Document Type



Doctor of Philosophy (PhD)


Electrical Engineering

First Advisor's Name

Sakhrat Khizroev

First Advisor's Committee Title

Committee Chair

Second Advisor's Name

Jean H. Andrian

Second Advisor's Committee Title

Committee Member

Third Advisor's Name

Stavros V. Georgakopoulos

Third Advisor's Committee Title

Committee Member

Fourth Advisor's Name

Chunlei Wang

Fourth Advisor's Committee Title

Committee Member

Fifth Advisor's Name

Nipesh Pradhananga

Fifth Advisor's Committee Title

Committee Member


magneto-electric, nanoparticles, NMR, bio-organism

Date of Defense



Recently discovered multiferroic nanoparticles (MFNs) known as magnetoelectric nanoparticles (MENs) promise to revolutionize next-generation biomedical diagnostic techniques and enable rapid and cost-effective screening of lethal diseases. Due to the quantum-mechanically caused intrinsic magnetoelectric (ME) effect, these nanoparticles display strongly coupled magnetic and electric moments and thus provide a unique pathway to monitor and optionally control intrinsic characteristics of bio organisms via application of external magnetic fields. Due to the ME effect, when placed in the microenvironment of a biomolecular sample, MENs’ magnetic properties change to reflect the molecular nature of the sample. Such an unprecedented intrinsic connection to cells and microorganism’s intrinsic characteristics can pave a way to a new diagnostic paradigm.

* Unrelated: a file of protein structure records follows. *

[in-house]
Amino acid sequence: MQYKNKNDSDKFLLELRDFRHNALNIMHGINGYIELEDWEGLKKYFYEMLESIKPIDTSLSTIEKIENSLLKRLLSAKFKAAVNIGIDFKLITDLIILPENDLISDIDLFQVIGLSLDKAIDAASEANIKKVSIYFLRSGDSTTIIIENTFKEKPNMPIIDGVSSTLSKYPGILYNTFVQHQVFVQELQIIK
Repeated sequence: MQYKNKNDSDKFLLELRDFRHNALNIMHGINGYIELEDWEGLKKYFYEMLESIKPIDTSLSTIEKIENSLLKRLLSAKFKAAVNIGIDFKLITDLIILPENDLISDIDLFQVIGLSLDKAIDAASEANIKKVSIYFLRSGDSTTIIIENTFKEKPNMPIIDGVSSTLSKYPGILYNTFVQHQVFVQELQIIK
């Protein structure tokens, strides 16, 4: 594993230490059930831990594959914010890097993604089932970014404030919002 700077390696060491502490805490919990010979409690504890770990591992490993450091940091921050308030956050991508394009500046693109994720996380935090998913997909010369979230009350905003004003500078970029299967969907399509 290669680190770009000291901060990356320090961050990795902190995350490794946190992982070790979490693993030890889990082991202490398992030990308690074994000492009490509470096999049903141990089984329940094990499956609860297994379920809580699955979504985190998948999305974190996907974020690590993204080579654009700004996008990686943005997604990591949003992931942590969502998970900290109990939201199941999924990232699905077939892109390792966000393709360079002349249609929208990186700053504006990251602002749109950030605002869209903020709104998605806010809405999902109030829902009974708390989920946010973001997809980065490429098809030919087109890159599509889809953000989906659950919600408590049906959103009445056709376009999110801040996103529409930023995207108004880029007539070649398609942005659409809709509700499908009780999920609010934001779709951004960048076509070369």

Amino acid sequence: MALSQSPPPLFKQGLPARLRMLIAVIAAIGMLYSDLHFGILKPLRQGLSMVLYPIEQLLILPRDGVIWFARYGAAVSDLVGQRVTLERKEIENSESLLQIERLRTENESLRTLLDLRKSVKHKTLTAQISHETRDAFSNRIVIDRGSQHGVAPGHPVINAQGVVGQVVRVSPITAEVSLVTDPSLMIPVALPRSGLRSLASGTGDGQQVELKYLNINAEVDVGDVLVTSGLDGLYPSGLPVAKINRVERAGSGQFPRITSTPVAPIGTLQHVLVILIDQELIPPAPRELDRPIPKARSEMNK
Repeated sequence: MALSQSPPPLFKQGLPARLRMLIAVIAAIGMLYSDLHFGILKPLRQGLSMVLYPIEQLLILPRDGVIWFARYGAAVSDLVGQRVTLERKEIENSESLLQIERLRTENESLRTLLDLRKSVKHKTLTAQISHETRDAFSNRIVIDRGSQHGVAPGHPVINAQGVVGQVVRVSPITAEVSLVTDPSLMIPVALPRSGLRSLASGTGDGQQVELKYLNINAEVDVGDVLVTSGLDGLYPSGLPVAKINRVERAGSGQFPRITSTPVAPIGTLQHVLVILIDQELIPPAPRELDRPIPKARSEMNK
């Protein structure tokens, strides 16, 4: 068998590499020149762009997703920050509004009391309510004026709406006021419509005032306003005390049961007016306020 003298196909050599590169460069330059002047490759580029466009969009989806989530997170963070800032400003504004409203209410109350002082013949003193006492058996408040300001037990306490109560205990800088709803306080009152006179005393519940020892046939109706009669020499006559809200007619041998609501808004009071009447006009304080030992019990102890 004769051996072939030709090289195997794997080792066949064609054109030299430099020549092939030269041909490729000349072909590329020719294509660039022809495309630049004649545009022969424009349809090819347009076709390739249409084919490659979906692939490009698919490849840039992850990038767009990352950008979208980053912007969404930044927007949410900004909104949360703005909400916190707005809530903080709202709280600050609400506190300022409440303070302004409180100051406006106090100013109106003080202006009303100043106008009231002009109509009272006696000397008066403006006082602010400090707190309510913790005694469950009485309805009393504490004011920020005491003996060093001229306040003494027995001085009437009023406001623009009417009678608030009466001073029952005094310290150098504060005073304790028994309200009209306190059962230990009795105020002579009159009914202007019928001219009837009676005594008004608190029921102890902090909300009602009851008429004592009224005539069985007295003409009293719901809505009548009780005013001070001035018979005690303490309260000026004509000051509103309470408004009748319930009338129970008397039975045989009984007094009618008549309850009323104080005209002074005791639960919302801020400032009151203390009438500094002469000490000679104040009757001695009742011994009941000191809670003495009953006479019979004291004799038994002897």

A novel concept of portable biomolecular screening device based on continuous wave nuclear magnetic resonance is being studied to identify microorganisms like bacteria, virus and cancer cell lines. For the first time, MENs have been used to modify NMR spectra and thus enable identification of different cancer cell lines from each other as well as from their normal counterparts at the sub-cellular level. This approach can be used for both in vitro and in vivo diagnostics. In addition, blood samples of Pulmonary Arterial Hypertension (PAH) patients with severe heart and lung conditions were used to study the activity of MENs with prothrombin, the clotting factor of the blood. MENs has significant interaction with prothrombin. MENS can be used for diagnostics of several diseases associated with blood and cancer and it may be used as a therapeutic agent. The experiment proved that the MENs are safe and nontoxic carriers of therapeutic drugs.





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